And instead of being forced to declaring some disabled and others not, all people will have the right to ask the reasonable question “I have a disability?”
Then again, what do I know?
Published: December 1, 2017
Today, I have the privilege of introducing the 2017 Imagine! Employees of Distinction.
Each year we ask all employees to share with the Secret Employee of Distinction Selection Committee nominations for Imagine! employees who exemplify the mission, values, and principles of Imagine!, who inspire the individuals we serve to be their best, and who perform over and above every expectation anyone could have of them.
This year, we received 54 Employee of Distinction nominations for a total of 31 people. So it is fair to say that even among the talented and dedicated crowd of Imagine! employees, the 2017 honorees truly stood out.
Jonny Brennan, Kristin Cowin, Bridget Heddens, Jenny Kozlowski, Lucy Mwangi, Carla Rapp, Linda Saenz, and Emily Walsh were all identified by their coworkers as employees who go above and beyond even the above and beyond we see every day at Imagine!. Their recognition is well deserved, and I am honored to call them my colleagues.
Check out the video below to learn a little more about these exceptional Imagine! employees.
Published: November 28, 2017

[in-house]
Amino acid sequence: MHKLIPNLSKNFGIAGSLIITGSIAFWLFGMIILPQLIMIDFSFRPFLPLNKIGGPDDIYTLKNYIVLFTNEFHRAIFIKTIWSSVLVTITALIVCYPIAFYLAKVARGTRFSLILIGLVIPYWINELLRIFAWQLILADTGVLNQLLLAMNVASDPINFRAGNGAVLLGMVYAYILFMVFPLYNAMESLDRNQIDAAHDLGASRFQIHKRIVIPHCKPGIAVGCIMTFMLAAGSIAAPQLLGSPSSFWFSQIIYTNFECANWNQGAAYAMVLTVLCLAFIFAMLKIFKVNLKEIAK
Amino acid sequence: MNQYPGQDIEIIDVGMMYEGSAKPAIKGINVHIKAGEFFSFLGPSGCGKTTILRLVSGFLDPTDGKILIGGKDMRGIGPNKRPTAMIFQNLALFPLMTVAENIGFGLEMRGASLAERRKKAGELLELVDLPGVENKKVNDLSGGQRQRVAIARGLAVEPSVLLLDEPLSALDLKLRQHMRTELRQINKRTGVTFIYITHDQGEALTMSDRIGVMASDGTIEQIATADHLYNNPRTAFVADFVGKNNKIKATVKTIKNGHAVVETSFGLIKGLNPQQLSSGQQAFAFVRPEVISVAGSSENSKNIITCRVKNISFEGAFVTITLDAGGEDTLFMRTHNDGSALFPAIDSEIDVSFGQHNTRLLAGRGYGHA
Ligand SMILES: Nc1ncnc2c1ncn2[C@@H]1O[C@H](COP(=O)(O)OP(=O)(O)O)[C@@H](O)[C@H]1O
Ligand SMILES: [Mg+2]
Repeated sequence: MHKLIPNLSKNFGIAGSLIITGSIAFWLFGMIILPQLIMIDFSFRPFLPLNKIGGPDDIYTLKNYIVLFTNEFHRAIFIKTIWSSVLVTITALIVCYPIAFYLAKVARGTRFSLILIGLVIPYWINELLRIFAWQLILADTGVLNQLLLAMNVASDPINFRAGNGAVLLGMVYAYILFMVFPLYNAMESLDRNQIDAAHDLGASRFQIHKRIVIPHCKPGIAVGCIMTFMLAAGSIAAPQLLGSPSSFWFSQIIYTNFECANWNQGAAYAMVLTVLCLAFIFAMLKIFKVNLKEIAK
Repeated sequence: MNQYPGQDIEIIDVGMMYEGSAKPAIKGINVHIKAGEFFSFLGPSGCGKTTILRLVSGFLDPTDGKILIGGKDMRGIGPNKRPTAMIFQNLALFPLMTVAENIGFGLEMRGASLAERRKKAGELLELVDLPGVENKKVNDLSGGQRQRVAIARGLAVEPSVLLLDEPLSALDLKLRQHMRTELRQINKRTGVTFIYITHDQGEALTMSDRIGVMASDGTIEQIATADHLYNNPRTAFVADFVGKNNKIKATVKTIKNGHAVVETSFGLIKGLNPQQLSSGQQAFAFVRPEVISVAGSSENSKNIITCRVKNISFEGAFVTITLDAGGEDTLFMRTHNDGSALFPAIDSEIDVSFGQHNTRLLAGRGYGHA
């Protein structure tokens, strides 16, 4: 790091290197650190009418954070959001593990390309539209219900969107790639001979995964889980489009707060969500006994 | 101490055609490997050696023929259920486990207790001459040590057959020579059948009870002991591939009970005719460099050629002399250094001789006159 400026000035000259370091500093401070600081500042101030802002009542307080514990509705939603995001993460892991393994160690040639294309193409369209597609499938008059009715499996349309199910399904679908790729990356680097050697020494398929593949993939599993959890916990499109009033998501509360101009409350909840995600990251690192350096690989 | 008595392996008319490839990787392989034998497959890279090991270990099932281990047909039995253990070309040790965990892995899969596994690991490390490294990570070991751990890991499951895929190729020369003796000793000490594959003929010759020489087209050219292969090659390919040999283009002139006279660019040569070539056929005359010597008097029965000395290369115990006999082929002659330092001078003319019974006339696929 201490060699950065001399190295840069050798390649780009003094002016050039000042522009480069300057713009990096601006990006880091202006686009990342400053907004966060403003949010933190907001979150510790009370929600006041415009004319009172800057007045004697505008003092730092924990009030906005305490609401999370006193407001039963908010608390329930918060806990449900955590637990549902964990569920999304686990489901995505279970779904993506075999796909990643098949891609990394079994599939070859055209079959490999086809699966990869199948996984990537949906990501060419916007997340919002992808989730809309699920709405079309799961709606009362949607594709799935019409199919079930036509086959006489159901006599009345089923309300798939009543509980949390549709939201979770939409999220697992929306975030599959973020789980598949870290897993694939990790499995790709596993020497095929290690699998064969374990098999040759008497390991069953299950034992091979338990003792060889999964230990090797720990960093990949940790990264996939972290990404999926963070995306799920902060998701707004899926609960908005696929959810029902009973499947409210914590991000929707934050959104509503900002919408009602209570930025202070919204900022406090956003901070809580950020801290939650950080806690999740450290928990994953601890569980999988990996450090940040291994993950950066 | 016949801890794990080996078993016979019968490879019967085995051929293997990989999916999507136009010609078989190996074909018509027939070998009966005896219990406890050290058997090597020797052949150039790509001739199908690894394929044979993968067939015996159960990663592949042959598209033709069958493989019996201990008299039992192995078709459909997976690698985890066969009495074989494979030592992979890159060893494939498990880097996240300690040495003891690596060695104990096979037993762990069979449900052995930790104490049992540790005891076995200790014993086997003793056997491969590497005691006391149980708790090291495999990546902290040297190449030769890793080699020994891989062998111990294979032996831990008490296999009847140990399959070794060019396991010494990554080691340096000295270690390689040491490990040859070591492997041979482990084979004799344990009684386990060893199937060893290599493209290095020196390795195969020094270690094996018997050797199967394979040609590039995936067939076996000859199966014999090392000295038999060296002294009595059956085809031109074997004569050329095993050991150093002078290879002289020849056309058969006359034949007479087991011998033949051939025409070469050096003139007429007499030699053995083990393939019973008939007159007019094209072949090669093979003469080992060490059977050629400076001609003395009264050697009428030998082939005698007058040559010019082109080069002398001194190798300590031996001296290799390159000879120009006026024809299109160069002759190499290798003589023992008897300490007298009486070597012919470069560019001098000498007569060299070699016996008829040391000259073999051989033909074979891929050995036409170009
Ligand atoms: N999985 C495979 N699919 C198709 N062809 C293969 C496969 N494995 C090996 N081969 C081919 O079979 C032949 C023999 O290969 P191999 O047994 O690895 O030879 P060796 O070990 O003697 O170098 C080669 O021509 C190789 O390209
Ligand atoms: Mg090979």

Thanks to the eight people who toured Imagine!’s Charles Family SmartHome last week, including Mark Mills, Assistant Superintendent of the St. Vrain Valley School District.
Published: November 21, 2017
Imagine! has been talking about getting technology in the hands of people with intellectual and developmental disabilities for more than a decade.
Why have we done this?
The short video below, created by the Coleman Institute for Cognitive Disabilities and YAI, offers some answers to that question and may give you some things to ponder as you reflect on what you are thankful for this week.
Published: November 17, 2017
Today, I’d like to offer my sincere thanks to Dave Query, who is once again treating individuals served by Imagine! and their families to a traditional turkey dinner on Thanksgiving Day. This is the 14th year Dave has hosted this event, which will again be at Zolo Southwestern Grill, 2525 Arapahoe Avenue, Boulder.
There are three seatings, and all three have filled up already! In all, more than 350 people will benefit from Dave's amazing generosity.
Dave Query is the owner of Big Red F Restaurant Group, including restaurants Centro Latin Kitchen, Jax Fish House – Boulder, Denver, Fort Collins, Glendale, and Kansas City, LoLa Coastal Mexican, Post Brewing Company, West End Tavern, and Zolo Grill.
Dave is donating the makings for a delicious dinner with all the trimmings, and the wait staff is volunteering its time. There is no charge for the meal, and no tips are necessary.
Thanks to Dave and the Zolo staff for making it a Thanksgiving to remember for individuals served by Imagine!.